Investors Pour Money Into Wall St. as Stocks Set New Highs


It looks like there is little that can trouble investors at the moment.

The S&P 500 is on course for its best week of the year so far, with a gain of about 2.5 percent with one more trading day to go. That added to gains that have lifted the benchmark index more than 10 percent this year, setting a series of record highs.

Other major indexes, like the Dow Jones industrial average and the tech-heavy Nasdaq Composite, have recently traded at or near record highs, as have individual companies as varied as Microsoft, JPMorgan Chase and Walmart. Shares of the social media company Reddit jumped nearly 50 percent on their first day of trading on Thursday, a sign that investors are eager for more tech companies to go public this year.

The run has been fueled by a ferocious influx of cash: Investors poured nearly $60 billion into funds that buy stocks in the United States for the week through March 13, a record for data from EPFR Global, which has been tracking fund flows for more than 20 years. A subsequent outflow from funds for the week through Wednesday — weekly flow numbers can be jumpy — did little to disrupt the momentum.

This week, the rally continued despite the Federal Reserve on Wednesday forecasting that inflation would remain marginally hotter this year than it had predicted a few months ago. As a result, central bank officials expect interest rates to come down more slowly in 2025 than previously predicted, and only narrowly maintained their forecast for three quarter-point cuts this year.

Just as a rapid rise in interest rates knocked the stock market lower in 2022, the expectation for lower rates this year has formed part of the case for stocks to rise.

But the prospects for cuts have slowly been dimming, jolted by stubborn inflation in the first two months of the year. Investors in the futures market had expected the Fed to cut rates up to six times this year, but have recently come around to the central bank’s view that only three cuts are more likely. It hasn’t seemed to matter for the stock market’s barnstorming rally.

For some investors, the bullishness is a sign of the Fed’s loosening grip on the fate of financial markets, with money managers instead homing in on confirmation that the economy is humming and can continue to do so even if rates remain elevated.

“It’s a nice transition we have had from the need for the Fed to make cuts, to the economy supporting itself, supporting valuations and supporting earnings,” said Alan McKnight, chief investment officer at Regions Bank. “We are moving from a Fed-driven rally to an economic- and earnings-driven rally.”

For some purists, this has always been the case. If inflation had cooled more quickly, it would have probably been a sign of a more rapidly slowing economy, prompting a series of interest rate cuts to support it. Although the economy is still cruising, inflation has met some resistance on its path back to the Fed’s target of 2 percent, but it has also contributed to robust earnings for the country’s public companies. In essence, the purists argue, the Fed has adapted its stance to good news for markets, rather than investors’ optimism remaining beholden to Fed policy.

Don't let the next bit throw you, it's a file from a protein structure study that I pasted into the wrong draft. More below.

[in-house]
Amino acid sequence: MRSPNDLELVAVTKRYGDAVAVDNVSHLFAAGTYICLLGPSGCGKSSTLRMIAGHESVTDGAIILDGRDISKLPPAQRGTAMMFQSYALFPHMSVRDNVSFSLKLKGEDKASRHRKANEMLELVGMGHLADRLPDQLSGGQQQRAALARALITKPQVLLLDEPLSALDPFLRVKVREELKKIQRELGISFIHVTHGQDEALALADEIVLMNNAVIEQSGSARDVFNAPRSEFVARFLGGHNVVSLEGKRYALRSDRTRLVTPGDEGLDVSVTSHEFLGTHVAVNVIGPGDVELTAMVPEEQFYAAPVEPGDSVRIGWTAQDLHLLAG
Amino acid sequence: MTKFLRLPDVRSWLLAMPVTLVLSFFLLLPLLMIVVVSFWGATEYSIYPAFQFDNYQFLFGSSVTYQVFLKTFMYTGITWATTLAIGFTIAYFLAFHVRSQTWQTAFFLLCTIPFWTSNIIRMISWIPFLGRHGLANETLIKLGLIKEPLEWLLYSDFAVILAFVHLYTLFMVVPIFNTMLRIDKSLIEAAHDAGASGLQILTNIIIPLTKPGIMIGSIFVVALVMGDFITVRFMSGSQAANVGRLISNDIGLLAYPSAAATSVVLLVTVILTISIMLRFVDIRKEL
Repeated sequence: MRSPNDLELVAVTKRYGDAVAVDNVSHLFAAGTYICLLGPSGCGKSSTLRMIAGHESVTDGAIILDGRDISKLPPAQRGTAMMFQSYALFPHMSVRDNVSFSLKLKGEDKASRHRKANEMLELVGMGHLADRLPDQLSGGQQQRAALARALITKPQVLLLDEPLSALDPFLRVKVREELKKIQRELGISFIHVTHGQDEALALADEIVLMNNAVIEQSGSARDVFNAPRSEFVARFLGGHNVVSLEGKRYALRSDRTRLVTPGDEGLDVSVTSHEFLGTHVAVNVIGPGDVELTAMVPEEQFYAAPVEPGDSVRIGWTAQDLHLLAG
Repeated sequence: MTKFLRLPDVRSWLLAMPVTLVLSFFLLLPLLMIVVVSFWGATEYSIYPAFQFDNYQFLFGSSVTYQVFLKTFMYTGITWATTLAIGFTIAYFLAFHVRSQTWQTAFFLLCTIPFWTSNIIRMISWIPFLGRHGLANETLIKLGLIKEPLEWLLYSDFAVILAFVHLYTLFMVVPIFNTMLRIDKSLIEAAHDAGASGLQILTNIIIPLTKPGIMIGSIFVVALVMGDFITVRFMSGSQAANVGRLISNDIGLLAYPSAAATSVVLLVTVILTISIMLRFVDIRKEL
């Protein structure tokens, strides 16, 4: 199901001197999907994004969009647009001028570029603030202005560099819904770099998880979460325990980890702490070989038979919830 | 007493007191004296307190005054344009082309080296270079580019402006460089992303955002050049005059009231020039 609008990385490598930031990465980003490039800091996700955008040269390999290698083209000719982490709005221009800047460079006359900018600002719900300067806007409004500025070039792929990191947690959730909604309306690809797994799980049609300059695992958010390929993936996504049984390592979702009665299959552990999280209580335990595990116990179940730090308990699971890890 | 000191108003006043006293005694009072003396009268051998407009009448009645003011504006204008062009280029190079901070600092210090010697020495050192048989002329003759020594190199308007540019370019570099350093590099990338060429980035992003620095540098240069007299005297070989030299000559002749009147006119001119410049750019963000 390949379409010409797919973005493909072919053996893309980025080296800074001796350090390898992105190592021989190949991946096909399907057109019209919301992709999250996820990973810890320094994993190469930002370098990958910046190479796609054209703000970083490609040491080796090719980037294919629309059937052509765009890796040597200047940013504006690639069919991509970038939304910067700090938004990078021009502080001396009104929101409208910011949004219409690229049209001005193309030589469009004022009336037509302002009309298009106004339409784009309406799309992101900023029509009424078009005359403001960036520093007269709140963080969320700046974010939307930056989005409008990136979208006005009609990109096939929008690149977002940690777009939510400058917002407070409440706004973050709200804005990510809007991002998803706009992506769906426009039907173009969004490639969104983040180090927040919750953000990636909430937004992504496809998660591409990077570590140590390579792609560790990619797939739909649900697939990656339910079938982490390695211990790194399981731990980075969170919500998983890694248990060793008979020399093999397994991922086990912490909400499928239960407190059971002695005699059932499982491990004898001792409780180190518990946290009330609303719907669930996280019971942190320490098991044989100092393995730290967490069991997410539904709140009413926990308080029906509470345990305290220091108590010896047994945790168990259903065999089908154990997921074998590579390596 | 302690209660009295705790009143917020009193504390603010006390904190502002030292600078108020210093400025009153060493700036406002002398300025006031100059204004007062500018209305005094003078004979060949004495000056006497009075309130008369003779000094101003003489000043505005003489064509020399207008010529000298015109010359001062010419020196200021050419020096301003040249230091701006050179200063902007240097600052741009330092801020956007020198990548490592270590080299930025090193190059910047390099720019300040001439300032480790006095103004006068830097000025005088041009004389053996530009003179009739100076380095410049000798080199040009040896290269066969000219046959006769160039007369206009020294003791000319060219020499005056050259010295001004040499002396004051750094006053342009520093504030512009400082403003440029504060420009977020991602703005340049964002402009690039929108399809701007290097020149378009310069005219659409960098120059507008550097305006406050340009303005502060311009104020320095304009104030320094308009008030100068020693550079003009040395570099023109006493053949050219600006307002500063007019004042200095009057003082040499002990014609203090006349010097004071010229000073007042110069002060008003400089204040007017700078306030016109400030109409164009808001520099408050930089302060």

More important, investors’ main fear at the start of the year — that inflation could remain quicker than the Fed would like, or even re-accelerate, as the economy falters — is yet to be realized.

“If inflation is a little strong because the economy is strong then that is still broadly good for equities,” said Seema Shah, chief global strategist at Principal Asset Management. “So long as we are not talking about an inflation resurgence, it’s fairly good news.”

According to Binky Chadha, an equity analyst at Deutsche Bank who predicted the stock rally last year while many were still forecasting economic turbulence, investors’ expectation for where rates will end the year is now the same level that was implied by futures markets in September. During the intervening period, the S&P 500 has soared, a sign of the stock market’s resilience to rates remaining higher for longer.

To Mr. Chadha, that means the stock market is “disengaging” from the Fed because of the strength of the economy.

Chief executives at U.S. companies are growing more optimistic, too, according to a recent survey by the Conference Board. Companies are increasing the amount of their own stock they are buying back, a tactic that is seen as helping push stocks higher. In another sign of confidence, Meta, the parent company of Facebook, announced in February that it will begin issuing dividends for the first time.

Forecasts for earnings in the first quarter of the year, which companies will start reporting in a few weeks, have fallen, but they remain positive, with big businesses on course for a third straight quarter of year-over-year profit growth.

Some analysts worry that the rosy outlook underpinning the rally could yet disappoint. Despite rising confidence among chief executives, companies have been guiding analysts to expect more meager earnings growth in the future. (Granted, that is sometimes a gambit to set expectations low enough to ensure that they can outperform.) There are also signs that consumers’ finances — the fuel that powers the economy — are becoming stretched. And with the presidential election looming, companies could pull back from hiring until the uncertainty about the outcome passes.

“It could get worse from here,” warned George Goncalves, chief macro strategist at MUFG Securities.

It’s a pullback even market watchers like Mr. Chadha expect eventually, just not while economists, and the Fed, are revising their forecasts to account for the strength of the economy.

“Right now, the rally goes on,” he said.



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